*During the summer, I keep most of my cactus on the back deck where they receive full sun. During the winter most cactus aren’t picky about the light because they are basically dormant. For several winters, mine were in front of the east-facing sliding door in the dining room so they didn’t get much light but they did great. I built a new shelf for the bedroom so now they are in front of a west-facing window. Most of the succulents are on a shelf in a south-facing window in a cool bedroom but a few are in my bedroom. I had the x Mangave(Agave) ‘Pineapple Express’ on the back porch with the cactus in 2019 but it was on the front porch during the summer in 2020. It grew much bigger on the front porch…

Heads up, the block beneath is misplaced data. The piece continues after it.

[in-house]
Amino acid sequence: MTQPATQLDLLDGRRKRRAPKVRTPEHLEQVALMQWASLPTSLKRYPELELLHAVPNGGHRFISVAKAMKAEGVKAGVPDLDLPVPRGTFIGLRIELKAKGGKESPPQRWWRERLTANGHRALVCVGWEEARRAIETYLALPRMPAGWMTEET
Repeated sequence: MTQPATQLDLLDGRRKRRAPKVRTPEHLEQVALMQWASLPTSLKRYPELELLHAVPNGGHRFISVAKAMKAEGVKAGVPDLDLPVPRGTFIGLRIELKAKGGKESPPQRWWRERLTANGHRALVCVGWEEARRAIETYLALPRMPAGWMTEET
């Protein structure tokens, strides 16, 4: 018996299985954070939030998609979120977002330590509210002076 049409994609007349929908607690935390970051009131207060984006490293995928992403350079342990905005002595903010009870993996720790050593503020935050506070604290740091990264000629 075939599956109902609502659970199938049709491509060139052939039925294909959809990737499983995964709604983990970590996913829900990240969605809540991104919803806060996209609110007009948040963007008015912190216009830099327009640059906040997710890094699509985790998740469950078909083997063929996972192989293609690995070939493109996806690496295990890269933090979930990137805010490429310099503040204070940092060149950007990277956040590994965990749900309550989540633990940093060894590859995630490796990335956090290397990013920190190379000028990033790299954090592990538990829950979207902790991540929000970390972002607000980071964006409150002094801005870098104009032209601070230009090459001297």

**When it comes to potting soil, finding the “sweet spot” is not exactly that easy when materials are limited. Cactus and succulent enthusiasts (and experts) do not recommend using peat-based commercial mixes but what choice is there for most of us. They say to use a loam-based mix… Hmmm… Our soil is loam, so do I just use dirt? Well, no because “dirt” is heavy and you need a “light” material. There is A LOT of cactus and succulent recipes online and some get pretty elaborate. Many say to use sand as an ingredient, but if you do that, it needs to be very coarse, like builders sand, because “ordinary” sand, like for sandboxes, is too fine and it clogs up the air space between the coarser ingredients. For MANY years I used 2 parts Miracle Grow or Schultz Potting amended with an additional 1 part of perlite and 1 part chicken grit. Schultz doesn’t seem to have as many large pieces of bark. Cactus and succulent enthusiasts recommended using pumice instead of perlite and grit so I checked it out… The “guy” at General Pumice (online) recommended using a 50/50 mix of potting soil and pumice. General Pumice has 3 different sizes to choose from depending on the size of the pot. SO, in 2018 I bought a bag of 1/8″ and mixed it 50/50 with Miracle Grow Potting Soil. I liked it pretty well. Then in 2020, since most of the cactus were in larger pots, I ordered the 1/4″ size. Pumice has a lot of benefits over perlite and has nutrients that are added to the soil when watering. Pumice is also heavier so it stays mixed in the soil instead of “floating” to the top. Still, there is the issue of the mix getting very hard once you stop watering the plants during the winter when you stop watering. I think this is because of the peat in the potting soil… SO, instead of re-potting the cactus and succulents in the spring, I started doing it during the fall and winter so their soil would be loose. Since you don’t water as frequently during the winter if at all, the timed-release fertilizer does not activate unless you water on a regular basis. I have not tried coir, but I am looking into it…